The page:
Examining the Relationships Among Item Recognition, Source Recognition, and Recall From an Individual Differences Perspective

Nash Unsworth, Gene A. Brewer

Research output: Contribution to journalArticle

23 Scopus citations

Abstract

The authors of the current study examined the relationships among item-recognition, source-recognition, free recall, and other memory and cognitive ability tasks via an individual differences analysis. Two independent sources of variance contributed to item-recognition and source-recognition performance, and these two constructs related differentially to other memory and cognitive ability constructs. The results are in accordance with a dual-process theory of memory retrieval in which a familiarity process can support judgments of previous occurrence and a more strategic recollection process is needed for controlled search of long-term memory. Furthermore, the authors offer additional evidence in favor of a dual-process model by showing validity for these two unique sources of variance.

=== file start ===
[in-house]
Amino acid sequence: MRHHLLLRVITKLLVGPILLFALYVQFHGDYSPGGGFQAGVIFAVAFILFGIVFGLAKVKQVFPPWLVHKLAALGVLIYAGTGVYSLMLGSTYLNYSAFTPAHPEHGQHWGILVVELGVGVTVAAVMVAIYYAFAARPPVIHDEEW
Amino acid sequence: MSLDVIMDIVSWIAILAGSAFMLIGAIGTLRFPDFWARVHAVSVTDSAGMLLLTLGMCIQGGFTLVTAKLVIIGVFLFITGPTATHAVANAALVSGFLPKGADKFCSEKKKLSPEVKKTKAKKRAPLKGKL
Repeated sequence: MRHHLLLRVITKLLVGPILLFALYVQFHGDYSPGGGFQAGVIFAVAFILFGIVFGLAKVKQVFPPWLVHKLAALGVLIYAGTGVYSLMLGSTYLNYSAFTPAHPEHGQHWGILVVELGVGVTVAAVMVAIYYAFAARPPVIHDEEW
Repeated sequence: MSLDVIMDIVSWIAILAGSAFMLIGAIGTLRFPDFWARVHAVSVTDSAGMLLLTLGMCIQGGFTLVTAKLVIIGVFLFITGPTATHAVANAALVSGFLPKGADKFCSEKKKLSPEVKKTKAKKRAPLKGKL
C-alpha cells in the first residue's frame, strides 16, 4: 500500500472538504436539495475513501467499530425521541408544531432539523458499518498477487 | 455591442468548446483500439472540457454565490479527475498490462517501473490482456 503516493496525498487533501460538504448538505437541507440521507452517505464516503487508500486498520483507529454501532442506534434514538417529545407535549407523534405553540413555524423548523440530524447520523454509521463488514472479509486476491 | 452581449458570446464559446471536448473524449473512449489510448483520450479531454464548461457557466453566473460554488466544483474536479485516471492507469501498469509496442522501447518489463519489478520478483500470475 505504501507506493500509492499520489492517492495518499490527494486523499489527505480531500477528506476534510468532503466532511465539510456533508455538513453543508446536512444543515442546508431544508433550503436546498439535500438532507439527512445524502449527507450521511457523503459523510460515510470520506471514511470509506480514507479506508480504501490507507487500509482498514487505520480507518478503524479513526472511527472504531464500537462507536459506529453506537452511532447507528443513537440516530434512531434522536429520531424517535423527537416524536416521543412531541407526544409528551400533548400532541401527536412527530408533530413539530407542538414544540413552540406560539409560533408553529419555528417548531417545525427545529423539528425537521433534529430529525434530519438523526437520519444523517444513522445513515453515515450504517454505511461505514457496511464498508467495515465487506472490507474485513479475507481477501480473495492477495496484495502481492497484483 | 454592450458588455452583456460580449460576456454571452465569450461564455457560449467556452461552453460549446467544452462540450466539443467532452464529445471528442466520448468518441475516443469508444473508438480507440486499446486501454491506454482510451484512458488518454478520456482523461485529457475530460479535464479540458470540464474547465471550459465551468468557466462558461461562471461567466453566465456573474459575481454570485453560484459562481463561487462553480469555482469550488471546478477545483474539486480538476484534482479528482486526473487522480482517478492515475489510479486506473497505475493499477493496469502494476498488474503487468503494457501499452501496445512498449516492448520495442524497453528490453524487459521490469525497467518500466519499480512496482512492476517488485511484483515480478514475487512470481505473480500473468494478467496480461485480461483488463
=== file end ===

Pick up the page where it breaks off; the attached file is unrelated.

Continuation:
Original languageEnglish (US)
Pages (from-to)1578-1585
Number of pages8
JournalJournal of Experimental Psychology: Learning Memory and Cognition
Volume35
Issue number6
DOIs
StatePublished - Nov 2009
Externally publishedYes

Keywords

  • dual process
  • individual differences
  • item recognition
  • source recognition

ASJC Scopus subject areas

  • Experimental and Cognitive Psychology
  • Language and Linguistics
  • Linguistics and Language

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